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Signe Baumane Boldly Animates Family Depression in ‘Rocks in My Pockets’

Signe Baumane Boldly Animates Family Depression in 'Rocks in My Pockets'

Rocks
in My Pockets
is Signe Baumane’s autobiographical “funny film about depression,” made with papier-mache, stop-motion and hand-drawn animation. The rich, deep, and very original film centers on five women in Baumane’s family and their struggles with depression and mental illness. 

Rocks in My Pockets opens September 3. Women and Hollywood spoke with Baumane about making a film about her family history, animating a feature in four years all by herself, and why animation opens storytelling doors live-action film couldn’t possibly compete with. 

Women
and Hollywood:
You say that Rocks in My
Pockets
is a story of mystery and redemption. Can you elaborate on
that?

Signe
Baumane:
On the surface of the Rocks
story, there is a mystery — of me trying to find out how my grandmother had
died, and not being able to get a straight answer. It’s like a detective story — who is the killer? But it is also the mystery about our genetic inheritance. Can
mental illness be passed from one generation to the next? Are we all prisoners
of our genetic makeup? As I uncover some deep family secrets, I find a way to my
own sanity.

WaH:
Talk about the title — why Rocks in my
Pockets
?

SB:
When I started writing the script, the work-in-progress title was “A Guide
to Survival,” and in some sense the final film is still a guide to
survival — part of the film is about how to survive a mental illness. The
title with rocks emerged as the ending of the story, and with each new rewrite, it
became more and more clear that the only possible title for the film was this: Rocks In My Pockets.

For
me the rocks represent a symptom of depression. There are at least 12 or more
of those symptoms, but I chose six of the most devastating for me: dread, pain,
obsessive thoughts, confusion, guilt, self-destructive behavior. Those
are the rocks that I carry around; they weigh down my existence. What
should I do with them?

WaH:
What do you think that animation brings to this story that a live-action film
can’t?

Animation
has been overlooked as a powerful means of communication for very complex ideas.
I don’t understand why in mainstream culture, animation is regarded as a medium
mainly for kids or for adolescent boys. To me, animation has a toolbox that
live-action films could only dream to have, like using metaphors as short cuts to deeper meaning of a character’s state of mind or feelings.

For
example, in Rocks In My Pockets, a
man holds his wife close to his chest but she turns into a limp fish and slips
away from his grasp. Only an adult would understand this image of a failing
relationship. Animation can also help to make a story more condensed. By using
animation in Rocks, I was able to
cover 100 years of family’s history without losing any of the psychological
reality of each character. 

WaH:
Talk about the actual process of making the film — did you do all the animation
yourself? How long did it take?

SB:
To make Rocks In My Pockets, I had to
be a producer, writer, director, animator, designer, sculptor, cinematographer,
cook, and cleaning lady. It is cheaper to do everything yourself. So yes, I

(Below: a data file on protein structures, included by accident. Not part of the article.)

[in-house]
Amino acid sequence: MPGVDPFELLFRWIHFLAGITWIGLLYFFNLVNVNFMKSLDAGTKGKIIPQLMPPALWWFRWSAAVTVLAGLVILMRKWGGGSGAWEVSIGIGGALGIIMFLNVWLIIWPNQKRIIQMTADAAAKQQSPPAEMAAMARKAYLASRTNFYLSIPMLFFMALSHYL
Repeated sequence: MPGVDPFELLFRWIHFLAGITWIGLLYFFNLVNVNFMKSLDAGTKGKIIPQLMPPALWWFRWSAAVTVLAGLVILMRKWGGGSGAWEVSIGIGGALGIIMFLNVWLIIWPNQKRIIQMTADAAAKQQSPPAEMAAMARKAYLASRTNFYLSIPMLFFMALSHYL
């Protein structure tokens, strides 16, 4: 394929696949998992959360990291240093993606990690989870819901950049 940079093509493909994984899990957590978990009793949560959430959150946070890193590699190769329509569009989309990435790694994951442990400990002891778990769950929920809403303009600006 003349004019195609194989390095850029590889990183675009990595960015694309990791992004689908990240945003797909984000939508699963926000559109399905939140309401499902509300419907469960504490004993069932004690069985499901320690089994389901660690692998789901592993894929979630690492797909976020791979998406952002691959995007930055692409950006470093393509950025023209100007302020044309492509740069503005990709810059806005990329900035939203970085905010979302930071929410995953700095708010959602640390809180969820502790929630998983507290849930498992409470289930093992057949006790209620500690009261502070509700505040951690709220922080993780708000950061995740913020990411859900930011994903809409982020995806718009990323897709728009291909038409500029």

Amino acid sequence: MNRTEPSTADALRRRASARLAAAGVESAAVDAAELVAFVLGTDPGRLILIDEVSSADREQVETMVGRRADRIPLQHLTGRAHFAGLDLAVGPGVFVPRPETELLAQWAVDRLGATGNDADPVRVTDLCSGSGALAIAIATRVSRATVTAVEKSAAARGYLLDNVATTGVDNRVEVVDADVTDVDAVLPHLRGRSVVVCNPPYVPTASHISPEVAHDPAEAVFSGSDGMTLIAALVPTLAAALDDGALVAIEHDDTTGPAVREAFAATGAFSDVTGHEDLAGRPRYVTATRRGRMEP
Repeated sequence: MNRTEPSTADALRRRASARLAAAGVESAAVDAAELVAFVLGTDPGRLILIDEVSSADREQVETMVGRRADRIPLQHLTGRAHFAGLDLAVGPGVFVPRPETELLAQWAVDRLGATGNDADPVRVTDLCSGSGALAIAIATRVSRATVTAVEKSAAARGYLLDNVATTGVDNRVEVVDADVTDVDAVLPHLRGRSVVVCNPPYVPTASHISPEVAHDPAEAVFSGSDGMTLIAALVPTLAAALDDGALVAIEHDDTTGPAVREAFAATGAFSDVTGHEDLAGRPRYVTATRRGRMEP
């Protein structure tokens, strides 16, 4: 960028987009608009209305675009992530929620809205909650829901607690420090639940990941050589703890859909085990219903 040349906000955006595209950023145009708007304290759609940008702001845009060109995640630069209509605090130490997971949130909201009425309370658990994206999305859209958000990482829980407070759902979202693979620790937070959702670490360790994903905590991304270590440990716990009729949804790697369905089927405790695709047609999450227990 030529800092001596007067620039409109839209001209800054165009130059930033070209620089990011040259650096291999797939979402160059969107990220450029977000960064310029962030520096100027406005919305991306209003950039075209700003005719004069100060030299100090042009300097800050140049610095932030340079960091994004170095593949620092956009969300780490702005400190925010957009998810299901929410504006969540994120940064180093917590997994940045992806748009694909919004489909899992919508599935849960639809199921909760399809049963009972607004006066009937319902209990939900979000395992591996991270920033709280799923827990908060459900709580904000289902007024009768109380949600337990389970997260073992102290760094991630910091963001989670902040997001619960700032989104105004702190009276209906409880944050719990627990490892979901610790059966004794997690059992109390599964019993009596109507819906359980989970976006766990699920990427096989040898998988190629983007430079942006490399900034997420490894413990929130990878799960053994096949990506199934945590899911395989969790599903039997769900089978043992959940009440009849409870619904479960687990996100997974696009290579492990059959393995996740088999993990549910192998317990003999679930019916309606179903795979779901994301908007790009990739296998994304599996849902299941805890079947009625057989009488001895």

animated the whole film myself, made a lot of drawings (nearly 30,000 — a big
pile). And
I made all the papier-mache sets you see in the film. 

I
finished the first draft of the script in January 2010, and the premiere of the
film was on July 7th, 2014 (at the Karlovy Vary International Film Festival). It
took 4 years to get the film to audience. Along the way, I had a lot of help
from Sturgis
Warner, the Rocks co-producer. He is a
theater director and he directed my voiceover. He also helped with lighting the
sets and many other things.

WaH:
Was it hard to write about your family and yourself?

SB: I
wouldn’t say it was hard. Once I started writing the script, I couldn’t stop,
although I knew I had to be a disciplined writer and keep a good structure
and keep it short.  But there was so much material! All that rich history
and human drama! In that sense, I would say it was very hard to select
what events to write about and which ones to leave out.

But
you probably meant if it was hard to reveal so much about myself and my family.
When I wrote the story, I didn’t think my family would see it, so I was freed
from worrying about that (which was foolish, because of course they had to see
it and they did when we released the film in Latvia).

I
also wrote the story as if I was telling it to a trusted friend, so I wasn’t
self-conscious and didn’t think anyone would judge me (which was also foolish because
now that the film is getting released, it won’t be seen only by good trusted
friends, and people love to judge other people all the time).

So,
it wasn’t hard to write it, but it is very hard now that the film is getting
out. It’s so personal. I feel exposed and vulnerable when people watch it. 

WaH:
Talk about how you got the funding together to make the film. 

SB:
Getting funding together is probably one of the biggest challenges in making
any independent film. But Rocks got
off a good start. Early on, in 2010, the project received a New York State Council on the Arts grant, and so Women
Make Movies became Rocks In My Pockets’ fiscal sponsor. Tax
deductions helped us to attract donors. That was the key element for
financing the film. 

Rocks
also
received a grant from the Jerome Foundation. In September 2011 we thought we
had raised enough money for the whole production and stopped the fundraising
process so that we could focus on production (it’s hard for me to fundraise and animate at the
same time).

In
December 2012 we realized that the money was running out, and we decided to run
a Kickstarter campaign. I
did a lot of research on how to run a campaign. Nevertheless, running a Kickstarter